What Parents Should Do When Their Teen Breaks Curfew

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January 12, 2015 by middleearthnj

eyerollingIt’s 11:30 p.m. on Saturday night, and you’re waiting for your teen to come home. Curfew was 11 p.m. and you’re frustrated that your teen has ignored the rules yet again. What is a parent to do?

Do some research. Try to determine if the curfew you set for your teen is reasonable. Call a few parents of your child’s friends to find out when they expect their teens home. If your curfew is in line with what’s typical in your teen’s crowd, you will get less push back.

Talk with your teen to discuss curfews:

  • Start by asking your teen what he/she thinks a reasonable curfew should be. What do they want and why? Try to understand the curfew problem from their perspective. This is also where your research will come in handy – are they asking for a curfew that is the same as their close friends?
  • Explain the purpose of curfew. The typical teenager hates curfew because they believe it’s about control, but that’s rarely the case. Curfews teach teens self-control, time management, and responsibility. They also help to ensure teens are safe and getting enough sleep to function well the next day. Curfews are a tool to keep your child healthy, productive, and safe.
  • Agree on a curfew. Talk to your teen about why the current curfew is not working for them and why you would like to see your teen come home at a certain time. Discuss your comfort level and the safety of your community, and then work together to come to an agreement on a new curfew that you can both live with. Some parents prefer to have a set curfew (e.g., always 11p.m. no matter what), while others prefer to vary curfews based on the circumstances (e.g., 10p.m. on weekdays, midnight on Saturdays). Experts note that flexibility encourages a teen to demonstrate responsibility in exchange for expanded privileges. A flexible curfew is where you give permission ahead of time to stretch the usual curfew on a special night because your teen has proven he/she routinely gets home on time. Having a flexible curfew is particularly a good idea in the last year of high school to allow your teen the chance to prepare for college life, where it’ll be his/her decision when to head home. You want your teen to make smart decisions himself, rather than depend on someone else telling him what to do.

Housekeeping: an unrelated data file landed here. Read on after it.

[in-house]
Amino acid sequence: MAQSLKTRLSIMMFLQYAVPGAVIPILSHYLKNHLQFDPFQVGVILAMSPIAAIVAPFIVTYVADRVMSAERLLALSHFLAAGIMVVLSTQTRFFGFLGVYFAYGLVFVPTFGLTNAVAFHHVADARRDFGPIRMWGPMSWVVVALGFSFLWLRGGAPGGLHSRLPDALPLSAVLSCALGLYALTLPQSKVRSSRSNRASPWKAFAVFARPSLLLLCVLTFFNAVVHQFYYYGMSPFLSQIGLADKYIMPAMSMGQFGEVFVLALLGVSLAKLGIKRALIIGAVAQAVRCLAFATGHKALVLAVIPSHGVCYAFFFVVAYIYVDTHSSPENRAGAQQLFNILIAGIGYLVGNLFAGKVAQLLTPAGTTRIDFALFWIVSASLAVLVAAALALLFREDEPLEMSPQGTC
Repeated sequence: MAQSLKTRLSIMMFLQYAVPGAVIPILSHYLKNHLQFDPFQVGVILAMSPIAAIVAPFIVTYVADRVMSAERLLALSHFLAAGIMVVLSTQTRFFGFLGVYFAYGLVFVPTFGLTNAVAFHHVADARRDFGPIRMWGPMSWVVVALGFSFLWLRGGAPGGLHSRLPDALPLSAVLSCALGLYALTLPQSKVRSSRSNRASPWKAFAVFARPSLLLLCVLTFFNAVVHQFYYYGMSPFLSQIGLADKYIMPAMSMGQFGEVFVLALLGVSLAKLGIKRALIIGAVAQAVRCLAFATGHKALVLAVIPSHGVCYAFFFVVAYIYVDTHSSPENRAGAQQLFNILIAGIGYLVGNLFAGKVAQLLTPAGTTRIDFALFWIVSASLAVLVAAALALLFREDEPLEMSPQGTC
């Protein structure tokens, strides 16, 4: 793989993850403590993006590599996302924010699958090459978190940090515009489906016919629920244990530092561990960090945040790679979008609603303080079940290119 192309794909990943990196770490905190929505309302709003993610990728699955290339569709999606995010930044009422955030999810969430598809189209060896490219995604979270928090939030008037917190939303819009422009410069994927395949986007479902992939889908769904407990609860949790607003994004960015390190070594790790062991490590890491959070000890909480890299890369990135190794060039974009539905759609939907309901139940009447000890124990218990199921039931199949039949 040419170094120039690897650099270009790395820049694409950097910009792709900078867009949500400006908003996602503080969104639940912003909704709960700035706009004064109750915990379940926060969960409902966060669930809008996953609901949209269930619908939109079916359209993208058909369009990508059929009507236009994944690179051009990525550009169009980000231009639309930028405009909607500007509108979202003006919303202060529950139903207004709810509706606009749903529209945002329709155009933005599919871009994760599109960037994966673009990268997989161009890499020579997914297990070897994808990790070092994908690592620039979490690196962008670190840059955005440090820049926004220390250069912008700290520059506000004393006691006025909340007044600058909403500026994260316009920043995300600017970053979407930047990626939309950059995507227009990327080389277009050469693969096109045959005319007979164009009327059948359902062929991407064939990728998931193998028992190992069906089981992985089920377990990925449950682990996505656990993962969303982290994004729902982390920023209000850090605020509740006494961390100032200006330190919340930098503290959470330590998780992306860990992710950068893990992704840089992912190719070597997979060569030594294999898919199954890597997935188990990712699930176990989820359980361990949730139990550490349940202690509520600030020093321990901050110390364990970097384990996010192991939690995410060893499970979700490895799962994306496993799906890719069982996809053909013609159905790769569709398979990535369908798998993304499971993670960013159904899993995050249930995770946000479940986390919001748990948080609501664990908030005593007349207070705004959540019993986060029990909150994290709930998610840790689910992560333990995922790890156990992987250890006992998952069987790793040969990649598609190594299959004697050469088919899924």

• Set expectations. If you haven’t already, parents should make it clear what they expect when their teen is going out with friends. For example, parents should always know where their child is at all times, your teen cannot go out if their homework is not complete, and your teen must be getting enough sleep to focus in school and manage stress. You might require your teen to check in when they get home, even if that means waking you up, or arrive quietly to respect others in the home who need to get up early the next morning. Clearly lay out what you expect.
  • Establish consequences. Decide ahead of time what the consequence will be if your teen should break curfew again. Some parents prefer to “ground” their teen, perhaps not getting to go out the following weekend, while others prefer to rollback privileges, such as requiring a 11p.m. curfew after they missed the 11:30p.m. curfew. If you set the consequences ahead of time and your teen knows what to expect, it helps your teen to better accept the consequences of their actions. It also prevents parents from imposing an unreasonable consequence in the heat of anger.

 

Monitor your teen. After having the discussion, it’s time to monitor your child’s behavior. If they are consistently trying to meet the new rule, you can consider the curfew a success. If it seems like your child is still defiantly breaking the rules, or appears to be staying out late because he/she is up to no good or doesn’t feel happy at home, then it’s time to have a heart-to-heart talk with your teen to figure out what might be going on. There may be underlying problems.

Final thoughts…

Teens often test limits, and most likely they will test your curfew. Parents should take a matter-of-fact approach to this problem. Create rules around curfew that work for your family, design consequences for breaking the rules ahead of time, and be consistent about sticking to them. When you make a rule, you have to mean it. You can’t bluff teenagers – they will always call you on it.

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